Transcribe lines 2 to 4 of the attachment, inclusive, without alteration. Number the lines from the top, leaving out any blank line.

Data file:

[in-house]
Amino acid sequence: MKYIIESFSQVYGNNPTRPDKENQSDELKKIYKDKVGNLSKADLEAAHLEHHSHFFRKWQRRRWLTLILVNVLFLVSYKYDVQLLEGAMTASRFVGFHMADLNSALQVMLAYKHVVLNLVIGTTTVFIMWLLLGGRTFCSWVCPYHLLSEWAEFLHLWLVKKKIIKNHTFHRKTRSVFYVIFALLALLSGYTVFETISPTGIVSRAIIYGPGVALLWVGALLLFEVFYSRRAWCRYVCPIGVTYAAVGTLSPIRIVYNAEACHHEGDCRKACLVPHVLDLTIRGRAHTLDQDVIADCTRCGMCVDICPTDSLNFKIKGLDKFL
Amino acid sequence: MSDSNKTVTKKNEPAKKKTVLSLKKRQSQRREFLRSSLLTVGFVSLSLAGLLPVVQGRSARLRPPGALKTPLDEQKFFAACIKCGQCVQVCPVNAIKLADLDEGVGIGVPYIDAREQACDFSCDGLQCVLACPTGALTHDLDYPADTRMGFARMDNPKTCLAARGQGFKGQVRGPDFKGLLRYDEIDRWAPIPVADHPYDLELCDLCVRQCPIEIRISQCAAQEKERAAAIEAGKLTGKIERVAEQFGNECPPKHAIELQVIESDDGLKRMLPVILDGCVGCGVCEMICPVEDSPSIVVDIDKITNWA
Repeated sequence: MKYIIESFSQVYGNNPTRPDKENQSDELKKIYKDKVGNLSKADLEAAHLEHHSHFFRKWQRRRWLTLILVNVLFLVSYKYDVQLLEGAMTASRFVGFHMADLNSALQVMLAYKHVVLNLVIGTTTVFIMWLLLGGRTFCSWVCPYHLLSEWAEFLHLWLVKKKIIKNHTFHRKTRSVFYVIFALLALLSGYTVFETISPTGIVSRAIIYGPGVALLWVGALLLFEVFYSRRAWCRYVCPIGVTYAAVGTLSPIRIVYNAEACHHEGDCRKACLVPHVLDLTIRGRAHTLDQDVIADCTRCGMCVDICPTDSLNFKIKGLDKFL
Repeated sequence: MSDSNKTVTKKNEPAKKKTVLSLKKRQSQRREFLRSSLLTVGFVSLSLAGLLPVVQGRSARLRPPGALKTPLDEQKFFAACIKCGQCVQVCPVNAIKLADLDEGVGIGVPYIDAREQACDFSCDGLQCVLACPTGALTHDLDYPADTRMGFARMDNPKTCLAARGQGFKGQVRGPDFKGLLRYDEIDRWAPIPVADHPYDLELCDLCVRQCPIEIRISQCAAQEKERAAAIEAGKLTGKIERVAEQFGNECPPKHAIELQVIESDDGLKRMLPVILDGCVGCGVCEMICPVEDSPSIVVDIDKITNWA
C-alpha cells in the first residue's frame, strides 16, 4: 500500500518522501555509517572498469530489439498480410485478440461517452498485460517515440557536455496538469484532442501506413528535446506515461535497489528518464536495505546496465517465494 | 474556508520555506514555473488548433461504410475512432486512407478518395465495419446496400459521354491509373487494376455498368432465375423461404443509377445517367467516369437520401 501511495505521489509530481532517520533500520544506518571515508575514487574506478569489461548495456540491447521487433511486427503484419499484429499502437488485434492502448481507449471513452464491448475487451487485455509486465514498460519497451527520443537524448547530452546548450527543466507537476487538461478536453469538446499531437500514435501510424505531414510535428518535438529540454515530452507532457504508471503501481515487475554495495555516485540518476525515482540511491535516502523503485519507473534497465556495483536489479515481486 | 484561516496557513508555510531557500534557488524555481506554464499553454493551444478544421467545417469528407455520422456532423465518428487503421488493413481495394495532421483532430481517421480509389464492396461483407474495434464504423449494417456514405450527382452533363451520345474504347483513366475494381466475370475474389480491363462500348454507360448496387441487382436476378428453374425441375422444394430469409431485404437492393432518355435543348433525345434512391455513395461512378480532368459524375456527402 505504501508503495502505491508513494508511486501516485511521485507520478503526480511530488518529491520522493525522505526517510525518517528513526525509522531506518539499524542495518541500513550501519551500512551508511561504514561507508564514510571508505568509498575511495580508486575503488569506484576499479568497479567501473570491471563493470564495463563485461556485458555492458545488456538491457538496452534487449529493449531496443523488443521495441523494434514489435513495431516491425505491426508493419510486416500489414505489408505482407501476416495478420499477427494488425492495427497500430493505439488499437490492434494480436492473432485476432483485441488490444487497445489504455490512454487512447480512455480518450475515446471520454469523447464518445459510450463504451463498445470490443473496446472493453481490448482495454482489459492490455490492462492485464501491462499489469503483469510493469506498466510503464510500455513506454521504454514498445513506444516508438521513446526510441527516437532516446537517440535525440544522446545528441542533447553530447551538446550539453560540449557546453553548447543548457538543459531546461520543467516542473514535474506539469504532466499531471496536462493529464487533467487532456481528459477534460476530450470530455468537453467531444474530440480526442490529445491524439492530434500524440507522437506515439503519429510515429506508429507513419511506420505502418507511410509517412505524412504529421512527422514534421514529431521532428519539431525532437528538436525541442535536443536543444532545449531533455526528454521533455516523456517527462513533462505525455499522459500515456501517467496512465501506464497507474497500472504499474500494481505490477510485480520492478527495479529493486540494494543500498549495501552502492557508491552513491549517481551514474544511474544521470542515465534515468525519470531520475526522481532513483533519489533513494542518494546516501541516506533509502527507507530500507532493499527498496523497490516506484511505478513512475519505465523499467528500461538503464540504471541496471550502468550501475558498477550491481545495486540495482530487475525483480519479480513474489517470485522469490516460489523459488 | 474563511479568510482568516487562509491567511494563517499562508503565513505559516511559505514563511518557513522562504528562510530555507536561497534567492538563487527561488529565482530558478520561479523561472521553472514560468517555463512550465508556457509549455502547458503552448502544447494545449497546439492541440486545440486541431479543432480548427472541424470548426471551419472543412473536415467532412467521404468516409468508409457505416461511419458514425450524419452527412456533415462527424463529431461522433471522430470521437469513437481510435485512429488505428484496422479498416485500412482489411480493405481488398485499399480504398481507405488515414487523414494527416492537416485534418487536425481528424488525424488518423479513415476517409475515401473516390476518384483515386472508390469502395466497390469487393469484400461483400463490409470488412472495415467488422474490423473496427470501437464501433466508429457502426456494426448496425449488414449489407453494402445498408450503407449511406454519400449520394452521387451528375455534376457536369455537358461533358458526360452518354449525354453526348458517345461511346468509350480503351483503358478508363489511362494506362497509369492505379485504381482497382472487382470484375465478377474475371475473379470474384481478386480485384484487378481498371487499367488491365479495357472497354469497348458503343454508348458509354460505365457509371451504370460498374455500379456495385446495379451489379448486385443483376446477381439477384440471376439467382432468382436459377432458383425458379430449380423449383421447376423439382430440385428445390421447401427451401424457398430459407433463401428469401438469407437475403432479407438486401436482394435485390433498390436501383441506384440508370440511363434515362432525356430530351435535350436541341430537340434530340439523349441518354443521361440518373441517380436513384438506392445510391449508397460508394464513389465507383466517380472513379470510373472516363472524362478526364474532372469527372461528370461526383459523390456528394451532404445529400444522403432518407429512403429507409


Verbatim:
Amino acid sequence: MKYIIESFSQVYGNNPTRPDKENQSDELKKIYKDKVGNLSKADLEAAHLEHHSHFFRKWQRRRWLTLILVNVLFLVSYKYDVQLLEGAMTASRFVGFHMADLNSALQVMLAYKHVVLNLVIGTTTVFIMWLLLGGRTFCSWVCPYHLLSEWAEFLHLWLVKKKIIKNHTFHRKTRSVFYVIFALLALLSGYTVFETISPTGIVSRAIIYGPGVALLWVGALLLFEVFYSRRAWCRYVCPIGVTYAAVGTLSPIRIVYNAEACHHEGDCRKACLVPHVLDLTIRGRAHTLDQDVIADCTRCGMCVDICPTDSLNFKIKGLDKFL
Amino acid sequence: MSDSNKTVTKKNEPAKKKTVLSLKKRQSQRREFLRSSLLTVGFVSLSLAGLLPVVQGRSARLRPPGALKTPLDEQKFFAACIKCGQCVQVCPVNAIKLADLDEGVGIGVPYIDAREQACDFSCDGLQCVLACPTGALTHDLDYPADTRMGFARMDNPKTCLAARGQGFKGQVRGPDFKGLLRYDEIDRWAPIPVADHPYDLELCDLCVRQCPIEIRISQCAAQEKERAAAIEAGKLTGKIERVAEQFGNECPPKHAIELQVIESDDGLKRMLPVILDGCVGCGVCEMICPVEDSPSIVVDIDKITNWA
Repeated sequence: MKYIIESFSQVYGNNPTRPDKENQSDELKKIYKDKVGNLSKADLEAAHLEHHSHFFRKWQRRRWLTLILVNVLFLVSYKYDVQLLEGAMTASRFVGFHMADLNSALQVMLAYKHVVLNLVIGTTTVFIMWLLLGGRTFCSWVCPYHLLSEWAEFLHLWLVKKKIIKNHTFHRKTRSVFYVIFALLALLSGYTVFETISPTGIVSRAIIYGPGVALLWVGALLLFEVFYSRRAWCRYVCPIGVTYAAVGTLSPIRIVYNAEACHHEGDCRKACLVPHVLDLTIRGRAHTLDQDVIADCTRCGMCVDICPTDSLNFKIKGLDKFL